If I am honest, I will say that a few months ago, I was not too happy about “30” becoming part of my foundation. Welcoming a new decade meant saying goodbye to the last. And as I thought about it, I was not sure if I was ready to say goodbye. I was not sure if I had done what I wanted to do in my 20’s in such a way that I was ready for that next period of life.

Of course, as my father is quick to remind me, it is really just another day, and celebrating is so much better than the alternative – not being here to turn the pages of time. In proclaiming my academic achievements, a friend said, “You have done so much more than many in your 20‘s.” Both are true, but there was something deeper inside of me that this change stirred up.

2010  was a year of a lot of whiplash. Of heading in one direction and then changing mid-stride as I whipped around a corner I did not know existed. Some of this I have written about, much of it I have not. It made me exhausted in every sense of the word and demanded I take a step back to breathe. And so I have been breathing.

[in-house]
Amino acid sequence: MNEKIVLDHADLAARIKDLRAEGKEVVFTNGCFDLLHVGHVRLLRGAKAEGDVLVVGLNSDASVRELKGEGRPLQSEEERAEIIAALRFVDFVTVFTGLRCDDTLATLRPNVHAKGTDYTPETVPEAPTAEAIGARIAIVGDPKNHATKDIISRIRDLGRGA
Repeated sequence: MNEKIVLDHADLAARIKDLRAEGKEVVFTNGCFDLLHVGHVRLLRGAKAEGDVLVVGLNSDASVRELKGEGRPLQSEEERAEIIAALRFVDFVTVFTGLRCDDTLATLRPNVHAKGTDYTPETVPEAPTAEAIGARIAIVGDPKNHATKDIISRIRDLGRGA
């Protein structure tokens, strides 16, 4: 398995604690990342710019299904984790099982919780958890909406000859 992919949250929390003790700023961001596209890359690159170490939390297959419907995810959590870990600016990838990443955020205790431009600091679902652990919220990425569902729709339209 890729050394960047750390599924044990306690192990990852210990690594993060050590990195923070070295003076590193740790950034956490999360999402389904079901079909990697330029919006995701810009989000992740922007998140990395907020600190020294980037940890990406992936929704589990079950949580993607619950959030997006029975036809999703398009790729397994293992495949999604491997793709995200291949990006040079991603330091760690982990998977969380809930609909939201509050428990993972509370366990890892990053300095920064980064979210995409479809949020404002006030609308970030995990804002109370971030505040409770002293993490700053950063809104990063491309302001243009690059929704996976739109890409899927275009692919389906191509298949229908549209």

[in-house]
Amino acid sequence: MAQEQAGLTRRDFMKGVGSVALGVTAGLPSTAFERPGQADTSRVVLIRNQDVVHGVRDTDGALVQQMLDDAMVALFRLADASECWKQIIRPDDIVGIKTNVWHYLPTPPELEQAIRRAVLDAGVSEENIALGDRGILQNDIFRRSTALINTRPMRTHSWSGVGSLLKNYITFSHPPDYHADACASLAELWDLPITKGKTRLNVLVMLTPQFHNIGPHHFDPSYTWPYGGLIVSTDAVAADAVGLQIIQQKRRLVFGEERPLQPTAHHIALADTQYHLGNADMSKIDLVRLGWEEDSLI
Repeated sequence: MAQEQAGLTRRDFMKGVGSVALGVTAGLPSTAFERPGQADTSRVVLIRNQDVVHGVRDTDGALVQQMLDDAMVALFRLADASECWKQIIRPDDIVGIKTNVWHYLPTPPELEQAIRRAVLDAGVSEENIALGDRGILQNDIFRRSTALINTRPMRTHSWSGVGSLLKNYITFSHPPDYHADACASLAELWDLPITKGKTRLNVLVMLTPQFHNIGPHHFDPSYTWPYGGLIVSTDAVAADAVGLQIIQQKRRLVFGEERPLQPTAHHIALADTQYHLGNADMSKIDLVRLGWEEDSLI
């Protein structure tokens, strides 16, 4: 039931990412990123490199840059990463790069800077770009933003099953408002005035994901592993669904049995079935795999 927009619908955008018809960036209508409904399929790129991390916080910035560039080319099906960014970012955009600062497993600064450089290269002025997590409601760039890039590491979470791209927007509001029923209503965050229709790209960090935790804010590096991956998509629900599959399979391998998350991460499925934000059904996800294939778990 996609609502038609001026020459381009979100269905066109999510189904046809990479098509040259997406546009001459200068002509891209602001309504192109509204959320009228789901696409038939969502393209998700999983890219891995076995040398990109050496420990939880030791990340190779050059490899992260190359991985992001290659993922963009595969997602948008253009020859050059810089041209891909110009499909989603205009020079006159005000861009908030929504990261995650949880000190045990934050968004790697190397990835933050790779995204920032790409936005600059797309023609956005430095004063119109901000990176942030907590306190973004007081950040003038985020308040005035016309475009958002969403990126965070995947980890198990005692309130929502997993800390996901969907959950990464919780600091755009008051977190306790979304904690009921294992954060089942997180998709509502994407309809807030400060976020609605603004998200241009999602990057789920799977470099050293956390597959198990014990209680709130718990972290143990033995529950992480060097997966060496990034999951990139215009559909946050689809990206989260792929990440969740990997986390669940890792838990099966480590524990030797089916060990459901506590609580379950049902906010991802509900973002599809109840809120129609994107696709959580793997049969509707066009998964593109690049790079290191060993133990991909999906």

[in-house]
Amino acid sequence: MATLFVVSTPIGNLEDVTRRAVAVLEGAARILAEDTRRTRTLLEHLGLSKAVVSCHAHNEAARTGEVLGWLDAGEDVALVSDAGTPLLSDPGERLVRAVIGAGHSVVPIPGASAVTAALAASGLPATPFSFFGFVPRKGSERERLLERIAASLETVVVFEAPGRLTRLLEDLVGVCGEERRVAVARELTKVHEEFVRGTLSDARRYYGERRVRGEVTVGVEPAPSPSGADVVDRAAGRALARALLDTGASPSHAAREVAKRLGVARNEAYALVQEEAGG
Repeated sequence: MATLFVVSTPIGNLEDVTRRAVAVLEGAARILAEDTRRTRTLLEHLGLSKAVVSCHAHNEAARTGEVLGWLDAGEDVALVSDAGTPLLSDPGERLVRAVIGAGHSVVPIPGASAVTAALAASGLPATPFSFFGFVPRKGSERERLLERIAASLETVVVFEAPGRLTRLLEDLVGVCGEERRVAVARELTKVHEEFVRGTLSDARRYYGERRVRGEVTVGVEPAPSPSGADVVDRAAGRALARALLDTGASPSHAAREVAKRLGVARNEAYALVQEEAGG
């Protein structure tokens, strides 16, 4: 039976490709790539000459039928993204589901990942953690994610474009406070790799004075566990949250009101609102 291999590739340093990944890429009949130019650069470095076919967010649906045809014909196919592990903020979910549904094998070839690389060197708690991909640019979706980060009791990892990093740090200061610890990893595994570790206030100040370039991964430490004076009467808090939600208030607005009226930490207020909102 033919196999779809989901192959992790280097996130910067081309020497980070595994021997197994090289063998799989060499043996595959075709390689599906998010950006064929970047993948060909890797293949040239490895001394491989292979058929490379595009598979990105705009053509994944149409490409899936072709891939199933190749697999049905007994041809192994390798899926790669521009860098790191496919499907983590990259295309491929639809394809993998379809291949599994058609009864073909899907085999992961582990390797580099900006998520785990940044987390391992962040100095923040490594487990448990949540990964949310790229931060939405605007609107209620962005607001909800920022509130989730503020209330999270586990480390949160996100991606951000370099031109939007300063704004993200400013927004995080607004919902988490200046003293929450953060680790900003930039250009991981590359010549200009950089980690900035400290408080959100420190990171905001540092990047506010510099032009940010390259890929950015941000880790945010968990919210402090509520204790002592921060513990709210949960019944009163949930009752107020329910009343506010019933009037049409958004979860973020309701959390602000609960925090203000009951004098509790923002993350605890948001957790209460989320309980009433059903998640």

Amongst that breathing has been the anticipation of welcoming a new decade, of turning 30. I have thought about who I am and what I am proud of, and what the future holds. Mostly, I have been reminded that I am more myself than I have ever been. I remain passionate about learning, teaching, and seeing people be their best. I love life dearly, and know that it is the people interwoven into life that make it real. I strive to live life to its fullest and fill it with fun and adventure – through nature, food, art, and daily living. Through it is a theme of water – a substance that almost always makes me smile. Through these remembrances, I have continued to breathe.

That breathing and those remembrances meant that this month I could truly celebrate with friends and family. I ate good food, spent time in nature, played games, and, most of all, was with people I love. It was a perfect, beautiful reminder of who I am and who I love.

I love adventures. Sometimes they are big and cause grand adrenaline rushes, and sometimes they are small and make the eyes smiles. Each one speaks of living life to it’s fullest. I have declared my 30th year to be a year of adventures. It might just spill into the whole decade. And so, I as continue to simply breathe, letting life get more and more full, I say, “Hello 30. Let’s be friends.”


Pictures and stories of the birthday adventures coming this week….


somedays the to-do list grows